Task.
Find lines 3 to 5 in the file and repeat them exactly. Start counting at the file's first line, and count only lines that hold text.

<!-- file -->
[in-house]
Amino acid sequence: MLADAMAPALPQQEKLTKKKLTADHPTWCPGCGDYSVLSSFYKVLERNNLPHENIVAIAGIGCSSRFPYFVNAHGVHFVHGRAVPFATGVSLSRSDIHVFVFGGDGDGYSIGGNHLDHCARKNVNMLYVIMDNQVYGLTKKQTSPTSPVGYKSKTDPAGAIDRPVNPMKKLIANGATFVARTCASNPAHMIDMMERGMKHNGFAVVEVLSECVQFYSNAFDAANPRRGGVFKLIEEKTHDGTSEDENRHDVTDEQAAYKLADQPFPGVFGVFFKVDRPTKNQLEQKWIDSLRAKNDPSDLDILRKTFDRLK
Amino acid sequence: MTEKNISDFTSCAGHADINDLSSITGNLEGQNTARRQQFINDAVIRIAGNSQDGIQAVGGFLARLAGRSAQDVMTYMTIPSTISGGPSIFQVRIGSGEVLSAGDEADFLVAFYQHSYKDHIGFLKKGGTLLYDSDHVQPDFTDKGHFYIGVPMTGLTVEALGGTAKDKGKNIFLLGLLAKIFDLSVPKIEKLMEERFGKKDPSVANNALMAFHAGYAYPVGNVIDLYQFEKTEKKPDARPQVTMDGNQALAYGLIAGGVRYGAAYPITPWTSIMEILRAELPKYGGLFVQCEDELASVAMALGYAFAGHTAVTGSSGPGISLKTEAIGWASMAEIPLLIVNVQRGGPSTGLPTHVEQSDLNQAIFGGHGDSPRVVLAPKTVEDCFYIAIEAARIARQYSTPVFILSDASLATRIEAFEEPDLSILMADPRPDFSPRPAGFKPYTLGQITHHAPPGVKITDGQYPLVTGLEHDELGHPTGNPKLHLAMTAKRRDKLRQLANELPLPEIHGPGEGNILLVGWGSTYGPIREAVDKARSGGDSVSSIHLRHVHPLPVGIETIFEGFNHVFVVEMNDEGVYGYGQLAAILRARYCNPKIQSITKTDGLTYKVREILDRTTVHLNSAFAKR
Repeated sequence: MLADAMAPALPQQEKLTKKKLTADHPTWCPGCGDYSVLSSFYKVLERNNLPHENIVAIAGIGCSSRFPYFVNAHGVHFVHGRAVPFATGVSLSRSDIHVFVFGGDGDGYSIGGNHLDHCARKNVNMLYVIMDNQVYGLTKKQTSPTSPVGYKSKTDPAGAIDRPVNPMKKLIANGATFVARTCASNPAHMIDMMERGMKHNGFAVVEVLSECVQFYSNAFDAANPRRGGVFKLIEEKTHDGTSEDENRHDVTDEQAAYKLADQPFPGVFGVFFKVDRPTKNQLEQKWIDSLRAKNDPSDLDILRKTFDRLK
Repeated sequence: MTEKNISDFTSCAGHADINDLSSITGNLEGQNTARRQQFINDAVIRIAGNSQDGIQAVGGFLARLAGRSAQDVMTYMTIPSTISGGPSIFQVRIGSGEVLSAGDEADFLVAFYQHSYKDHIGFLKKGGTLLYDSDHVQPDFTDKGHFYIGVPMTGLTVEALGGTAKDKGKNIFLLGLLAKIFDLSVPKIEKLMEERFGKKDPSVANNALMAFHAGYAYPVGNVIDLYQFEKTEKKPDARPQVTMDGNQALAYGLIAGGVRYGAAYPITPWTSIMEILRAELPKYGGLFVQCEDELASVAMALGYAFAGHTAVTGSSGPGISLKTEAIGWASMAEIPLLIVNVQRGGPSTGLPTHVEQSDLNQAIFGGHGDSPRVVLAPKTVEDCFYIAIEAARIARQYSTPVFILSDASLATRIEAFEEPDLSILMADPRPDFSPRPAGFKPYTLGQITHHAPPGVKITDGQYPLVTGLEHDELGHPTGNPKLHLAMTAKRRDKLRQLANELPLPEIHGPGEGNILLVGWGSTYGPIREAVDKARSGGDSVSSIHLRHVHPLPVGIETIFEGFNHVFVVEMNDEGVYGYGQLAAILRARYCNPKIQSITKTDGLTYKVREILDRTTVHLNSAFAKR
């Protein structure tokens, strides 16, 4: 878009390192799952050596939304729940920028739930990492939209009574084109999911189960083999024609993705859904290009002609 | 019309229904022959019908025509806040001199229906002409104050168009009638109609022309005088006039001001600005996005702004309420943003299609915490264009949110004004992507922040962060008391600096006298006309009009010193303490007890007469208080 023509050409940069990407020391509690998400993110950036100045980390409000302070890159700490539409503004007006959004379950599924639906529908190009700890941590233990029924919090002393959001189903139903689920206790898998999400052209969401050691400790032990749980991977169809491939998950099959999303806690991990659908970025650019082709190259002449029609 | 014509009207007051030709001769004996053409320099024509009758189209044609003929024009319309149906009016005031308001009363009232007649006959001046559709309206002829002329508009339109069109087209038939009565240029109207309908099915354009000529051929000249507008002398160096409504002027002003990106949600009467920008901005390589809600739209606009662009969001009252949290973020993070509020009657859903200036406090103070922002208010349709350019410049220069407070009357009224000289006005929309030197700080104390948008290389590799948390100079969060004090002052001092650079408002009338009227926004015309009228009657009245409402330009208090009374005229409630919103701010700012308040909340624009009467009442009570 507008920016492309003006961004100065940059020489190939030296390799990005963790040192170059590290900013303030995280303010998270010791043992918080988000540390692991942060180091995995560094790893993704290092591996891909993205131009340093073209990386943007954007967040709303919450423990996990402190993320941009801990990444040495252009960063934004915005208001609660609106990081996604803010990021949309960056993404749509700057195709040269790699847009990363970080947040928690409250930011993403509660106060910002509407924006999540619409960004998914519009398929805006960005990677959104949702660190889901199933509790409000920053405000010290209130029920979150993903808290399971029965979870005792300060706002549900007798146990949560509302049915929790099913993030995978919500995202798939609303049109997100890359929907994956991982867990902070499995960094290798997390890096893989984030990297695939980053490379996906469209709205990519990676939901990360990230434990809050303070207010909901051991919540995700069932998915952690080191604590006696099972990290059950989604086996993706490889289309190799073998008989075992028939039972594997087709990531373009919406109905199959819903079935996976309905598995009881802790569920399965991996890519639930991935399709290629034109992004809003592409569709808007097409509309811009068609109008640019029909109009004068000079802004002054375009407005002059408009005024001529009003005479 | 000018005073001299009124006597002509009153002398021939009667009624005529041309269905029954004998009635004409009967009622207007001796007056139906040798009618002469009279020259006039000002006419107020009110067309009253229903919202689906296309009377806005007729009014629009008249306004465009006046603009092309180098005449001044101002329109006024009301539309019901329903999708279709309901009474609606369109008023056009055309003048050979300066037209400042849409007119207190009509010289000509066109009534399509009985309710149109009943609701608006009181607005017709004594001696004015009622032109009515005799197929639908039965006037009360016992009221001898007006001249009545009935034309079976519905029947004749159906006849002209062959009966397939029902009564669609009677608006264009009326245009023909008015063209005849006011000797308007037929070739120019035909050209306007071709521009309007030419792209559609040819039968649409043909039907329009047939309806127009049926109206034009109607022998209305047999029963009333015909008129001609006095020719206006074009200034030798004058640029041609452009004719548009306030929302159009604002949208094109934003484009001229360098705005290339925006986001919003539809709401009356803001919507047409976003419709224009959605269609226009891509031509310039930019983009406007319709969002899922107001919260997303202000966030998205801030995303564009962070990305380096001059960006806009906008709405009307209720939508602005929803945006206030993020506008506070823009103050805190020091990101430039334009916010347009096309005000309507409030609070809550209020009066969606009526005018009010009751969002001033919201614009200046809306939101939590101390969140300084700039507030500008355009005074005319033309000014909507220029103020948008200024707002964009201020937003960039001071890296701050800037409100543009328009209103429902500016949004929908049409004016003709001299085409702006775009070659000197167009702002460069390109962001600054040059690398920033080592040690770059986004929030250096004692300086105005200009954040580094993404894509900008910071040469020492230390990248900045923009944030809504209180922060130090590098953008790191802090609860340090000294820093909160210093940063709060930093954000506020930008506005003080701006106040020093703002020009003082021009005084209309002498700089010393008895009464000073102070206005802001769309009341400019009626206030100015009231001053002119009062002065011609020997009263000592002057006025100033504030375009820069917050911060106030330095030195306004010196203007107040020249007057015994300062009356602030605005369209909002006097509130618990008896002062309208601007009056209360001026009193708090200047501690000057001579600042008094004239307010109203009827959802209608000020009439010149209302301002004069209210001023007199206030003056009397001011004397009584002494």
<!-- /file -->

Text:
Amino acid sequence: MTEKNISDFTSCAGHADINDLSSITGNLEGQNTARRQQFINDAVIRIAGNSQDGIQAVGGFLARLAGRSAQDVMTYMTIPSTISGGPSIFQVRIGSGEVLSAGDEADFLVAFYQHSYKDHIGFLKKGGTLLYDSDHVQPDFTDKGHFYIGVPMTGLTVEALGGTAKDKGKNIFLLGLLAKIFDLSVPKIEKLMEERFGKKDPSVANNALMAFHAGYAYPVGNVIDLYQFEKTEKKPDARPQVTMDGNQALAYGLIAGGVRYGAAYPITPWTSIMEILRAELPKYGGLFVQCEDELASVAMALGYAFAGHTAVTGSSGPGISLKTEAIGWASMAEIPLLIVNVQRGGPSTGLPTHVEQSDLNQAIFGGHGDSPRVVLAPKTVEDCFYIAIEAARIARQYSTPVFILSDASLATRIEAFEEPDLSILMADPRPDFSPRPAGFKPYTLGQITHHAPPGVKITDGQYPLVTGLEHDELGHPTGNPKLHLAMTAKRRDKLRQLANELPLPEIHGPGEGNILLVGWGSTYGPIREAVDKARSGGDSVSSIHLRHVHPLPVGIETIFEGFNHVFVVEMNDEGVYGYGQLAAILRARYCNPKIQSITKTDGLTYKVREILDRTTVHLNSAFAKR
Repeated sequence: MLADAMAPALPQQEKLTKKKLTADHPTWCPGCGDYSVLSSFYKVLERNNLPHENIVAIAGIGCSSRFPYFVNAHGVHFVHGRAVPFATGVSLSRSDIHVFVFGGDGDGYSIGGNHLDHCARKNVNMLYVIMDNQVYGLTKKQTSPTSPVGYKSKTDPAGAIDRPVNPMKKLIANGATFVARTCASNPAHMIDMMERGMKHNGFAVVEVLSECVQFYSNAFDAANPRRGGVFKLIEEKTHDGTSEDENRHDVTDEQAAYKLADQPFPGVFGVFFKVDRPTKNQLEQKWIDSLRAKNDPSDLDILRKTFDRLK
Repeated sequence: MTEKNISDFTSCAGHADINDLSSITGNLEGQNTARRQQFINDAVIRIAGNSQDGIQAVGGFLARLAGRSAQDVMTYMTIPSTISGGPSIFQVRIGSGEVLSAGDEADFLVAFYQHSYKDHIGFLKKGGTLLYDSDHVQPDFTDKGHFYIGVPMTGLTVEALGGTAKDKGKNIFLLGLLAKIFDLSVPKIEKLMEERFGKKDPSVANNALMAFHAGYAYPVGNVIDLYQFEKTEKKPDARPQVTMDGNQALAYGLIAGGVRYGAAYPITPWTSIMEILRAELPKYGGLFVQCEDELASVAMALGYAFAGHTAVTGSSGPGISLKTEAIGWASMAEIPLLIVNVQRGGPSTGLPTHVEQSDLNQAIFGGHGDSPRVVLAPKTVEDCFYIAIEAARIARQYSTPVFILSDASLATRIEAFEEPDLSILMADPRPDFSPRPAGFKPYTLGQITHHAPPGVKITDGQYPLVTGLEHDELGHPTGNPKLHLAMTAKRRDKLRQLANELPLPEIHGPGEGNILLVGWGSTYGPIREAVDKARSGGDSVSSIHLRHVHPLPVGIETIFEGFNHVFVVEMNDEGVYGYGQLAAILRARYCNPKIQSITKTDGLTYKVREILDRTTVHLNSAFAKR